There was no new general election because Scalfaro contrived a regrouping of parties that formed a new government under the technocrat Lamberto Dini. But Berlusconi’s party faithful remained in control of regional and local authorities across Italy, and its parliamentary votes were still needed. This yielded real power, which was often used to favour Berlusconi’s widespread business interests, but also to promote the liberalisation of Italy’s state-heavy economy. It eventually yielded tangible benefits, including the transformation of the decrepit money-losing Poste Italiane into an efficient modern service that is still present in every village.

It was not, however, until June 2001 that Berlusconi had enough votes to be made prime minister again and form Italy’s longest serving government since the Fifties. Over the next five years, the country’s economy was further liberalised, and its defence strategy, particularly after 9/11, strengthened. Even before then, under the influence of Francesco Cossiga — who was a real security expert while variously serving as interior minister, prime minister and president — Italy had taken firm measures in response to its own Red Brigades domestic terrorists. But Berlusconi’s decidedly pro-American and pro-Israel stance induced him to do even more, palpably strengthening the government’s resolve to prevent, and not just “fight”, terrorism like every other country. The result, 22 years later, is that while Italy’s Muslim population has continued to increase and its borders remain porous, not a single person has been wounded, let alone killed, by an Islamist terrorist on Italian soil since 9/11.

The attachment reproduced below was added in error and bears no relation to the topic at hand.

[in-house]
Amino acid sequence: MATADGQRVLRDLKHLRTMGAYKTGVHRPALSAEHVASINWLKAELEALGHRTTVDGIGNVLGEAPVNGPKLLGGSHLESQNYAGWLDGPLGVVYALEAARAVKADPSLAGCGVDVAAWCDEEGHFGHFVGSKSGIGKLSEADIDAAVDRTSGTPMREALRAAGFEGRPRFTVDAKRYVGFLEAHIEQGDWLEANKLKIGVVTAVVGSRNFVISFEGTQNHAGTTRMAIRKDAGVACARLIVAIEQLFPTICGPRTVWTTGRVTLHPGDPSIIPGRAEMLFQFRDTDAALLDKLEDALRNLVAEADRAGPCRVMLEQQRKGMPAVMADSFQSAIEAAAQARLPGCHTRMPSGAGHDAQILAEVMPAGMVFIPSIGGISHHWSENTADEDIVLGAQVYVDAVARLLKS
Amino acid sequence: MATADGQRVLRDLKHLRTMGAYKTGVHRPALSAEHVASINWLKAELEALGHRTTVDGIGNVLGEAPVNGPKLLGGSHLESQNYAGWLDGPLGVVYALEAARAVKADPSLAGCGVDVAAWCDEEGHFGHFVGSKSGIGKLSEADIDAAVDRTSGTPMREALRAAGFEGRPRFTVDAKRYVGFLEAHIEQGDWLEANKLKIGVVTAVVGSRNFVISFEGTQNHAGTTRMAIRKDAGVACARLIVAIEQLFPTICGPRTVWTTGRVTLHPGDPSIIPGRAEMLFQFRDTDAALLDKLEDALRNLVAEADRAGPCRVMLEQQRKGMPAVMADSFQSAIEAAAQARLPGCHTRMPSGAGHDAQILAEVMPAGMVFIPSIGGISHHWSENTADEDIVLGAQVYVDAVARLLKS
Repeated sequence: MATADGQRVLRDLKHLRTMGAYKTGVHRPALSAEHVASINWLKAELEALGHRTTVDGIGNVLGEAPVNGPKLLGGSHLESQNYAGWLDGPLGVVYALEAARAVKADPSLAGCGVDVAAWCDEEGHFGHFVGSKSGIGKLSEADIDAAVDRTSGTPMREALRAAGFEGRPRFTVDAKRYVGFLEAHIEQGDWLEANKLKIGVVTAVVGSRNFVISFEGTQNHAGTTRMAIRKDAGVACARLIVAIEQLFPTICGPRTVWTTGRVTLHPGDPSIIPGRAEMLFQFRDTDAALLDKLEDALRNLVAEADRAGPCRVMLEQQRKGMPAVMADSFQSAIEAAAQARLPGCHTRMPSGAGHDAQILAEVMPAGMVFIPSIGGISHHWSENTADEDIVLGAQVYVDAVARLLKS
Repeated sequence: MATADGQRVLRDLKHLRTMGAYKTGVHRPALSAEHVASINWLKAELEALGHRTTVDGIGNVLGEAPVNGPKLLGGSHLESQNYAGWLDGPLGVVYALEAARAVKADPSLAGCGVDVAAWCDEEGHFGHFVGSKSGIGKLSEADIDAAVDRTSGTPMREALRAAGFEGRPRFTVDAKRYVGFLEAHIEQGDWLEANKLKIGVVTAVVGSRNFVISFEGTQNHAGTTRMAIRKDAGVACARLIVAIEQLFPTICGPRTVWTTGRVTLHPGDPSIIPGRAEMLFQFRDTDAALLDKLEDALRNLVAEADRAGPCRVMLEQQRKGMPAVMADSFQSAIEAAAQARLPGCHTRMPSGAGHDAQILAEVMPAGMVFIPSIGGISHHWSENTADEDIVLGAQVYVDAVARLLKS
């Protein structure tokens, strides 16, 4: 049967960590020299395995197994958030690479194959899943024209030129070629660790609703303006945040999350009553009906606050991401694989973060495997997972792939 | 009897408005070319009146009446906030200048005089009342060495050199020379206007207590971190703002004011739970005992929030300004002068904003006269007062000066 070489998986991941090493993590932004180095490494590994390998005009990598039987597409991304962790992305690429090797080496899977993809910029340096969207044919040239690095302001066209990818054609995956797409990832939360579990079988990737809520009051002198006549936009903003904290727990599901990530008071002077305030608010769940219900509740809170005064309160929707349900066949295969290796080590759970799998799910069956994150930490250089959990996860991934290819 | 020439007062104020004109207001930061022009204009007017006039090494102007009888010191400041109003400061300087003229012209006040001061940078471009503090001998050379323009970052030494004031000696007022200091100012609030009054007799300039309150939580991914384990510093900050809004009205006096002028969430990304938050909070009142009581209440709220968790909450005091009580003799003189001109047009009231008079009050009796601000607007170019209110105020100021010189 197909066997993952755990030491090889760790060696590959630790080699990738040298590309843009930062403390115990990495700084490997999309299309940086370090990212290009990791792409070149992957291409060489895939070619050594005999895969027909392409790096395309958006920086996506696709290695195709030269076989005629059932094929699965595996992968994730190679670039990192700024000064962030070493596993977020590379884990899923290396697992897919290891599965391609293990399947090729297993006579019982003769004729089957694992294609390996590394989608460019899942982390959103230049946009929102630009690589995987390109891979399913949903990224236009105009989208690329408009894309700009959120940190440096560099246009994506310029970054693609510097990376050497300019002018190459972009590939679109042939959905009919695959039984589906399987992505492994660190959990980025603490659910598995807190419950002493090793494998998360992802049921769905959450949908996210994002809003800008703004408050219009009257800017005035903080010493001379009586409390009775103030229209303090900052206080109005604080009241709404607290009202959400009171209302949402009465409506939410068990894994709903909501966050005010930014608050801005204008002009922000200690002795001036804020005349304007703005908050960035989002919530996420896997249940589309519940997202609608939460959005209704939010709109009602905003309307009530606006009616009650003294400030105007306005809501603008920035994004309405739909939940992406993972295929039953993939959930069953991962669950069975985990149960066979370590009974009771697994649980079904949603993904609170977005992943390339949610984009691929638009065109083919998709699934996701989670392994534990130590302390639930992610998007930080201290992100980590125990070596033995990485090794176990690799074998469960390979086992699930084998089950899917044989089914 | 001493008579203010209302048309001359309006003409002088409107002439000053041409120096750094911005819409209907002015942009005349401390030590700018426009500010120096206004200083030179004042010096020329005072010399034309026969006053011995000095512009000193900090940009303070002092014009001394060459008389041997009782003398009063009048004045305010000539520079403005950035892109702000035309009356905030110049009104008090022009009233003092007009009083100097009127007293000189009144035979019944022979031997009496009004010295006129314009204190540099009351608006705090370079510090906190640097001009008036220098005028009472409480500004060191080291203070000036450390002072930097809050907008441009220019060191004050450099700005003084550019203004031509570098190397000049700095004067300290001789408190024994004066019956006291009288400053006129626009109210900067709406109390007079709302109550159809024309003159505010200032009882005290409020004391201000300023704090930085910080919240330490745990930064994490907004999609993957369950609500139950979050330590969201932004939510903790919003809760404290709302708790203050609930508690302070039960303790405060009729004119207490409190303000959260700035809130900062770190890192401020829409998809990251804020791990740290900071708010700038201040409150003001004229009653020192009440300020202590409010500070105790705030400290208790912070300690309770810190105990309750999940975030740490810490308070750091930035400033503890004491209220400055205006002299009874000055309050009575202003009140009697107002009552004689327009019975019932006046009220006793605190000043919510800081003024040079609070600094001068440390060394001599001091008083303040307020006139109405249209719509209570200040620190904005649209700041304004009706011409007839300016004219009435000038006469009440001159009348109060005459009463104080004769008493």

This was the Berlusconi that I dealt with in those post-9/11 years. Not Berlusconi the energetic playboy, who at different times kept an entire harem of young girls to be made available to visiting political leaders who were so inclined, as most were; not Berlusconi the businessman, who continued to watch over his many different businesses while managing state affairs; but rather Berlusconi the industrial executive who had learned that sometimes the chief executive must engage with the most minute details to do his job — and there was nothing facile or irresponsible about that Berlusconi.

In many ways, his final government between 2008 and 2011 was a tale of personal decline, culminating in the peculiar circumstances of his downfall. He was neither deposed by a cabal of rival party leaders nor by the treachery of members of his coalition, but by his own minister of the treasury and Italy’s president. To avoid Greece’s fate, Italy had to raise taxes just enough to persuade investors that it would control its public spending. But Berlusconi refused. In fact, he refused to look even at the numbers his finance minister was proffering; he was then in his maximum harem phase, with a dozen young girls housed in a luxury dormitory from which they were ferried to attend his after-dinner entertainments.

After that, his leadership waned, never really recovering even after he gave up his harem to marry a new wife. By the time he died on Monday morning, Berlusconi had led several lives, mostly rather well, and always in great part successful.

Professor Edward Luttwak is a strategist and historian known for his works on grand strategy, geoeconomics, military history, and international relations.